The Chimpanzee Conservation Center

Chimpanzee Conservation Center

Located in Guinea, West Africa, within the Haut Niger National Park, the Chimpanzee Conservation Center (CCC) is a sanctuary established in 1997 to address increasing declines in chimpanzee populations due to the pet trade.

The three main goals of the CCC are to:

  • Rescue orphaned chimpanzees confiscated by the Guinean government, and provide the best living conditions.
  • Release chimpanzees, when possible, to the wild after completion of their rehabilitation process (at least 10 years).
  • Educate the local and international community regarding the threats faced by wild chimpanzee populations and raise awareness to prevent illegal wildlife trafficking.

Sheltering and rehabilitating chimpanzees

The CCC rehabilitates orphaned chimpanzees who are victims of the pet trade and who’s mothers and often other group members have been killed for bushmeat.  Upon arrival at CCC, chimpanzees often have serious health conditions that need around the clock care. They most often suffer from skin and respiratory diseases, psychological disorders related to abuse and captivity as well as malnutrition. After a period of quarantine, the chimpanzees are integrated with a group of their peers.

When Nelson arrived in 2005, he suffered from malnutrition and psychological trauma

Nelson 4 years after.

Upon arrival, chimpanzees often have serious health conditions that need 24-hour care and monitoring. The most common conditions include: skin and respiratory diseases, malnutrition and psychological disorders related to abuse and captivity. After the 3 months mandatory quarantine, the chimpanzees are provided with the best possible living conditions that meet their age-appropriate needs. As chimpanzees grow older and integrate into peer groups, human contact is reduced in preparation for release back in to the wild, when possible.

Ama and Kirikou’s seizure in the middle of scrap and trash

As new members have often had little interaction with their conspecifics, they have not acquired the basic social and community skills of their peers. Rehabilitation is focused on “re-wilding,” which includes learning how to climb, forage, make nests and communicate with their peers. Without these skills, it would be unlikely that the chimpanzees would survive in the wild.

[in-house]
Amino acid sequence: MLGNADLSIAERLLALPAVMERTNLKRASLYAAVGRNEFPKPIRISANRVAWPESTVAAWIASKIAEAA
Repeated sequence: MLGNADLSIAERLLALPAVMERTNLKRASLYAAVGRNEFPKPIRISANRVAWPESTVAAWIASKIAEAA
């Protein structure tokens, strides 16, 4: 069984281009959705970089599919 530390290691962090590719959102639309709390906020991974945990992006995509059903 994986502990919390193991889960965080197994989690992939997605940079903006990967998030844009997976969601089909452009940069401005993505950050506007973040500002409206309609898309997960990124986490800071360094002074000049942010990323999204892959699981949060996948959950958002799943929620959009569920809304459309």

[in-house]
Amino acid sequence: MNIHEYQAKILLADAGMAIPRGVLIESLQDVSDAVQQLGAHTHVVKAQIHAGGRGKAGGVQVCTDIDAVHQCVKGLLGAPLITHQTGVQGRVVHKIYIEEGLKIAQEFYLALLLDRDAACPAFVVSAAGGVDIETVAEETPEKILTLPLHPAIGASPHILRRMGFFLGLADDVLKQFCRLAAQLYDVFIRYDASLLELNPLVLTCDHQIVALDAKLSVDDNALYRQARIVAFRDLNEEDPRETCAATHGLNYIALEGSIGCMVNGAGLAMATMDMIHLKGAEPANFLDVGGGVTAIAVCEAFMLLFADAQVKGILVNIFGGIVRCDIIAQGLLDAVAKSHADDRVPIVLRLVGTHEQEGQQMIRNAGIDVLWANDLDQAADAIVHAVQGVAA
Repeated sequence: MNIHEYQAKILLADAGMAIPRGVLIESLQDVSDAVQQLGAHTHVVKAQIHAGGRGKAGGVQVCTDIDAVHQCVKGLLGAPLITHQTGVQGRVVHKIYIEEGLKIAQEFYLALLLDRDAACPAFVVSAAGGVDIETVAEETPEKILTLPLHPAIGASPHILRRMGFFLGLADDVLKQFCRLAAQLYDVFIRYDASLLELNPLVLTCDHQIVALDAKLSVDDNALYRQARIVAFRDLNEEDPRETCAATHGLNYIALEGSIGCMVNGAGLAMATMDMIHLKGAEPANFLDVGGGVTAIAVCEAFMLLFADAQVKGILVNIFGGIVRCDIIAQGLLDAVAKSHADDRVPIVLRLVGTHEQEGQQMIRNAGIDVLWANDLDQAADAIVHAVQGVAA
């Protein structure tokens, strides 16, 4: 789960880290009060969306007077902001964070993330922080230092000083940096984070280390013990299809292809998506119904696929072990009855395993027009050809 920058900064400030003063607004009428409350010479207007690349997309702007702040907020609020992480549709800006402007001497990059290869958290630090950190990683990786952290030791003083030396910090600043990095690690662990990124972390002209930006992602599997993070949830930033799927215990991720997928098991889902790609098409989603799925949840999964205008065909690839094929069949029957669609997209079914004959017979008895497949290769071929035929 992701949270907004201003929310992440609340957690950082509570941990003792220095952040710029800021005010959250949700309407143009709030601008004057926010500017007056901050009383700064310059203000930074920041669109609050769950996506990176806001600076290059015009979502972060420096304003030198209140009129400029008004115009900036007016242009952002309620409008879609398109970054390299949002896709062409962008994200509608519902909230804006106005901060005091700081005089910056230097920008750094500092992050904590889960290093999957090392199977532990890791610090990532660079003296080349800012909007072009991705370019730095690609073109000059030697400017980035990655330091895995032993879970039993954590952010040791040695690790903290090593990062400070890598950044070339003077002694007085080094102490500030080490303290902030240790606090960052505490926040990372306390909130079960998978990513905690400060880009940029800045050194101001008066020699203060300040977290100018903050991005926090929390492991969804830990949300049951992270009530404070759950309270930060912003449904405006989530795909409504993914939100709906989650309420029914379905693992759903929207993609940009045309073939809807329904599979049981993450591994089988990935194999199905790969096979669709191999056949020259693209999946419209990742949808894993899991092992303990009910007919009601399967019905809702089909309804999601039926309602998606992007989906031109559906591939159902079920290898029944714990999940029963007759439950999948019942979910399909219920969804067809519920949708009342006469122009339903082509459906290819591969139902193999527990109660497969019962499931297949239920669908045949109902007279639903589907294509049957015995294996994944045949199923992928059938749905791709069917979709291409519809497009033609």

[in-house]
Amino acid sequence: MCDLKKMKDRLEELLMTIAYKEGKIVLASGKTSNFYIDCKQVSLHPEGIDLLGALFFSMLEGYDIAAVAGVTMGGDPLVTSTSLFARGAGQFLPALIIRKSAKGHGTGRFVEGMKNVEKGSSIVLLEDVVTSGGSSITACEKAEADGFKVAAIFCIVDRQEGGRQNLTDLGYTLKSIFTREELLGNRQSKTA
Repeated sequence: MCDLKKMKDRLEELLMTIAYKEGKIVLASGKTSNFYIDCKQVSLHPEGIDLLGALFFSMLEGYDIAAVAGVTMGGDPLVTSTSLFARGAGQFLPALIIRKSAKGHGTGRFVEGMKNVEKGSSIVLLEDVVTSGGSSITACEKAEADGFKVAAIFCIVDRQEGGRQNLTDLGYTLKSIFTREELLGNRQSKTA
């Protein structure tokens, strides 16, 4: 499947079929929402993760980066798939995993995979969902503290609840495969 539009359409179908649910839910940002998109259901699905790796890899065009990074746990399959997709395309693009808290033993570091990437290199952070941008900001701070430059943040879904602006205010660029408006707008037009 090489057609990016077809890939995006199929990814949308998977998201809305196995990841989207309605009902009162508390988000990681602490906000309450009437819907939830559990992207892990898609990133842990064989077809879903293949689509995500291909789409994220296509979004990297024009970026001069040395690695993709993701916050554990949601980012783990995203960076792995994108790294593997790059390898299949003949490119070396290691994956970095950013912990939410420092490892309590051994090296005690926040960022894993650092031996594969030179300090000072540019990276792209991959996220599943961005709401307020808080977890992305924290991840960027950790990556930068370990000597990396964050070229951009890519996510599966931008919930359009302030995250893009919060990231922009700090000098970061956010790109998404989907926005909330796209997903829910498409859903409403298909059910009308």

Released chimpanzees

Once released, in the Haut Niger National Park, the chimpanzees rarely see the CCC staff. While tourism is allowed within the park, the remote location and difficult access to the CCC sanctuary significantly limits the number of visitors per year. The released chimpanzees can’t be viewed by visitors.

One of the main goals of the CCC is to, when possible, release adult chimpanzees back into the wild. For the first several years of rehabilitation, orphaned chimpanzees go on daily bush outings accompanied by volunteers and a keeper. They are able to freely climb trees and learn how to forage for food and socially interact. While at the CCC, the older chimpanzees have access to large and secured enclosures where they are also able to climb trees, forage and socialize. While the release of chimpanzees is difficult and controversial, organizations such as the association HELP Congo have proven successful by releasing more than thirty chimpanzees since 1996, many which have given birth in the wild. Veterinary tests are preformed prior to release to prevent the spread of potential diseases and other criteria are followed, as releases must meet the standards set by the International Union for Conservation of Nature (IUCN).

On June 27, 2008, after many years of preparation, the CCC released its first group of chimpanzees in the Haut Niger National Park of Upper Niger. Another released took place in 2010 with the integration of two additional females with one offspring. Female chimpanzees are equipped with VHF collars and males with Argos-VHF, which allows daily remote monitoring via telemetry and GPS. The presence of CCCstaff close to the release site ensures protection of the released group and other wildlife in the area. So far, the released chimpanzees have established their territory. A few females have been seen emigrating with wild chimpanzee communities, engaging in positive social interactions, and have given birth to 5 babies. As one of the objectives for the release of chimpanzees is to reinforce the wild chimpanzee population, interactions observed between the wild population and the released chimpanzees are encouraging!

Radio tracking of released chimpanzees equipped with radio collars

Raising awareness

Since 2004, in efforts to contribute to the conservation of chimpanzees via education, the CCC has been conducting campaigns to inform the local populations about the goals and daily work at the center. Conferences and discussions are organized in villages in the vicinity of the Haut Niger National Park and information is distributed via fliers, posters and stickers. Additionally, radio programs in local languages are broadcast throughout the country. Educational topics have included, the importance of chimpanzee conservation and protection; awareness around illegal logging and poaching in the Park; and the importance of the park’s conservation. As outreach has been well received, new campaigns are being organized and conducted on a regular basis.

Sensitizatiion schools

Since 2007, the project has also been working more closely with Guinean Government officials and local park authorities to protect the Haut-Niger National Park and the wild chimpanzees that reside within its vicinity.